The Upbeat Everyday Acts
  • Quick-thinking bus driver saves passenger with CPR

    Bus handle (Thinkstock)Bus handles (Thinkstock)

    A bus driver in Sydney, Australia, kept his cool and helped save a passenger's life.

    Amar Wahid was driving his city bus when a woman collapsed into the aisle. According to Australia's 9 News, Wahid, who had recently completed a first-aid course, pulled over and performed CPR on the woman until paramedics arrived. The incident was captured on the bus's security camera.

    Wahid went to Australia from Iraq in 1999 and is now an Aussie citizen. He told 9 News that he didn't think his actions were that special.

    "Other drivers, I'm sure if they know what they're doing they would have jumped and done the same thing to assist that person," he said to 9 News. "I mean, it's someone's mum and someone's wife."

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  • Progress in the fight to save Tasmanian devils

    A Tasmanian devil (Thinkstock)A Tasmanian devil (Thinkstock)

    Good news for Tasmanian devils.

    After an epidemic of contagious tumors killed off up to 90 percent of the species, a new program for wild Tasmanian devils is making positive strides.

    According to Australia's ABC News, the "Save the Devil" program put 15 of the animals on Maria Island, off the east coast of Tasmania, last November. Wildlife biologist Phil Wise said, "we've got eight females on the island at the moment and so far we've been able to catch five of those and of all of those five had between four and two pouch young."

    The island is serving as a kind of quarantine for healthy Tasmanian devils. "If the disease does go the way of causing extinction on the mainland of Tasmania, then knowing there's a wild population here that's disease free will be something to look back on and be very proud of."

    The tumors first appeared in 1996 and are spread via bites. The tumors are still a massive problem on Tasmania. The state's Environment Minister Brian Wightman said researchers are

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  • Loyal dog helps owner trapped under car for 4 days

    File photo of Australian Kelpie puppy (Thinkstock)File photo of Australian kelpie puppy (Thinkstock)

    A 76-year-old Australian man was trapped under his car for four days before help arrived. Throughout the ordeal, his loyal dog Boydy never left his side.

    Australia's Daily Telegraph reports that Herbert Schutz crashed his car on his property after hitting a tree. Police believe Shutz got out of the car, which then partially rolled on top of him, trapping him underneath. Pinned under the car, Schutz wasn't alone. Boydy, his Australian kelpie, kept him warm by lying across his chest at night.

    Authorities were reportedly stunned that Schutz was in such good health considering he'd gone without food, water or shelter. Schutz gave credit to Boydy, according to Eric Merritt, a neighbor who saw the wreck and came to investigate.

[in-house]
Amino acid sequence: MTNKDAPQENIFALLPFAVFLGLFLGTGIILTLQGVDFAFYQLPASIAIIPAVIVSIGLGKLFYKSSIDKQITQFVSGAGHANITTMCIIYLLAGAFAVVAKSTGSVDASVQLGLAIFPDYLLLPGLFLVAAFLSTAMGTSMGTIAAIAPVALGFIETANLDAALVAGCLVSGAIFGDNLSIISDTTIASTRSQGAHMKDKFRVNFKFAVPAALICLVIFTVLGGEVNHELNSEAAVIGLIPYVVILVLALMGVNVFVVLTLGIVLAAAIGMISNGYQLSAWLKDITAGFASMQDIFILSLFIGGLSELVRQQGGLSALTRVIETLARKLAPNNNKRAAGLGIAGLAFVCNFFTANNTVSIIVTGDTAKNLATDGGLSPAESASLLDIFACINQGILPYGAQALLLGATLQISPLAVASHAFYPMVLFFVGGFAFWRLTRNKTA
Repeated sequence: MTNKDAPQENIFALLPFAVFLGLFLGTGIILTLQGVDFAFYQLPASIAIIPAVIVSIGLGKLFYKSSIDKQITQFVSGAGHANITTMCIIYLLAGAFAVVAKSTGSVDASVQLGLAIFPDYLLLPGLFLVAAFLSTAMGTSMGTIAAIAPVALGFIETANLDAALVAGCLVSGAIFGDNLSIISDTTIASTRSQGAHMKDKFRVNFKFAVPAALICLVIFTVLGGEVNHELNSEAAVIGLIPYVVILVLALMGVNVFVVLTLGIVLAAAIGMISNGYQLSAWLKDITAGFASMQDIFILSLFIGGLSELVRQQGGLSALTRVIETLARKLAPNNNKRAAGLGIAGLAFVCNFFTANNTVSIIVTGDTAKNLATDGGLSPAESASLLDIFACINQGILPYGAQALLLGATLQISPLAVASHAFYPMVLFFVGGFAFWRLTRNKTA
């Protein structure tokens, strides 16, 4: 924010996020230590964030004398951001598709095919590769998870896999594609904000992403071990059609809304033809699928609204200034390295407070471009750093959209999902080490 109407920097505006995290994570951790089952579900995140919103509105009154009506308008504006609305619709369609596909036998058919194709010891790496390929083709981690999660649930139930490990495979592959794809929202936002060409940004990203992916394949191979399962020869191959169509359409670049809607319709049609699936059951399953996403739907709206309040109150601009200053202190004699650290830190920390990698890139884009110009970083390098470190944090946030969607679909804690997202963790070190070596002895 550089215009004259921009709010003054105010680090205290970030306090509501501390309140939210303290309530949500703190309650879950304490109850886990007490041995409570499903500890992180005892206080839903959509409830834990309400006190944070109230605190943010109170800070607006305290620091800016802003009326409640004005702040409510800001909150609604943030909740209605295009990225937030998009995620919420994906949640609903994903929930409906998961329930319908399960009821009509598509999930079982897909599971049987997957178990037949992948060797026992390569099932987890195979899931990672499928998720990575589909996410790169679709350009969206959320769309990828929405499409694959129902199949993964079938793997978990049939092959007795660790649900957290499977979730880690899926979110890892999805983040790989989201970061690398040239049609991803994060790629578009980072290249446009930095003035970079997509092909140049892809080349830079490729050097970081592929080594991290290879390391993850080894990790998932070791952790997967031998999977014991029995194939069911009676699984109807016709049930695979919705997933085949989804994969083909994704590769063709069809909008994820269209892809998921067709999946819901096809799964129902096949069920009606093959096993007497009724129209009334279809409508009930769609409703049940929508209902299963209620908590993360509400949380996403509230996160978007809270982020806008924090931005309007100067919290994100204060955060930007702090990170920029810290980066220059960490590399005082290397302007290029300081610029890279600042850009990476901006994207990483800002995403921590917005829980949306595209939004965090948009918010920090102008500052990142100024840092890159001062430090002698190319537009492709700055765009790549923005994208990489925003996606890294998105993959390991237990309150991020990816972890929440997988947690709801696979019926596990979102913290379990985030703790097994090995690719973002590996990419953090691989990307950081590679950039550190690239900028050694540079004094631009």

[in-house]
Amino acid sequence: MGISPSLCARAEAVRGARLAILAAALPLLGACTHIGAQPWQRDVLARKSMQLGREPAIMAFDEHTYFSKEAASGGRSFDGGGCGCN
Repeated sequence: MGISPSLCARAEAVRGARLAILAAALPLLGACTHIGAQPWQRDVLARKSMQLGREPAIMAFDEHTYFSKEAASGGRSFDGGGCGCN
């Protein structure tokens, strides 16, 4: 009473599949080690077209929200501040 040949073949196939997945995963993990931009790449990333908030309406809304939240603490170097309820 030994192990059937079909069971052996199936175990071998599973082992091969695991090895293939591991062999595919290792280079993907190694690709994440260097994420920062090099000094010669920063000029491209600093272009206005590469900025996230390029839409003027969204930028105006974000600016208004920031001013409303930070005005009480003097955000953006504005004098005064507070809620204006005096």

"I saw the car but he wasn't in it ... then I heard him call out to his dog," Merritt told NBN News. "I thought to myself 'Where the hell is he?' ... I walked around the car and there he was on the ground beside it." Schutz told Merrit that his dog had saved him. "He

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  • People leave after explosions at the Boston Marathon (Jessica Rinaldi/Reuters)People leave after explosions at the Boston Marathon. (Jessica Rinaldi/Reuters)

    Organizers of the upcoming Vancouver Sun Run in British Columbia, Canada, have reported a surge in last-minute registrations following the Boston Marathon bombings.

    The Vancouver Sun, a sponsor of the race, writes that 691 new participants signed up for the race on Monday. That's more than double the number of people who signed up on the same day a year ago.

    The Vancouver Sun has pledged to donate $10 from every late entry toward helping the victims of the bombings and their families. Three people died in the explosions and more than 170 people were reported injured. The funds will go to The One Fund Boston, an official charity formed to help the victims and their families. The Sun reports that if the increase in registration continues, the race could raise between $25,000 and $40,000.

    Jamie Pitblado, vice president of promotions and community investment for the Vancouver Sun, and head of the Vancouver Sun Run, told the paper that race organizers are continuing to get calls from

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  • Therapy dogs travel to Boston to provide comfort

    Luther and Isaiah on their way to Boston (photo via Facebook).Luther and Isaiah on their way to Boston (photo via Facebook)

    Several therapy dogs that helped survivors of the Sandy Hook Elementary School shooting are heading to Boston to offer canine comfort.

    The specially trained golden retrievers are provided by Lutheran Church Charities (LCC) of Addison, Illinois.

    Tim Hetzner, president of LCC spoke with the "Today" show about the dogs' power to help. "People talk to the dogs—they’re like furry counselors," he said. "It’s a chance to help bring some relief to people that are shaken up because of the bombings."

    According to "Today," the golden retrievers and their handlers will stay in Boston until at least Sunday. They're based at First Lutheran Church, just a couple of blocks from the explosions. Hetzner told "Today" that the dogs will also travel to local hospitals to visit those who were injured in the blasts.

    "I would imagine their effect will be the same as it was in Newtown," Hetzner said. "They bring a calming effect to people and help them process the various emotions that they go through in

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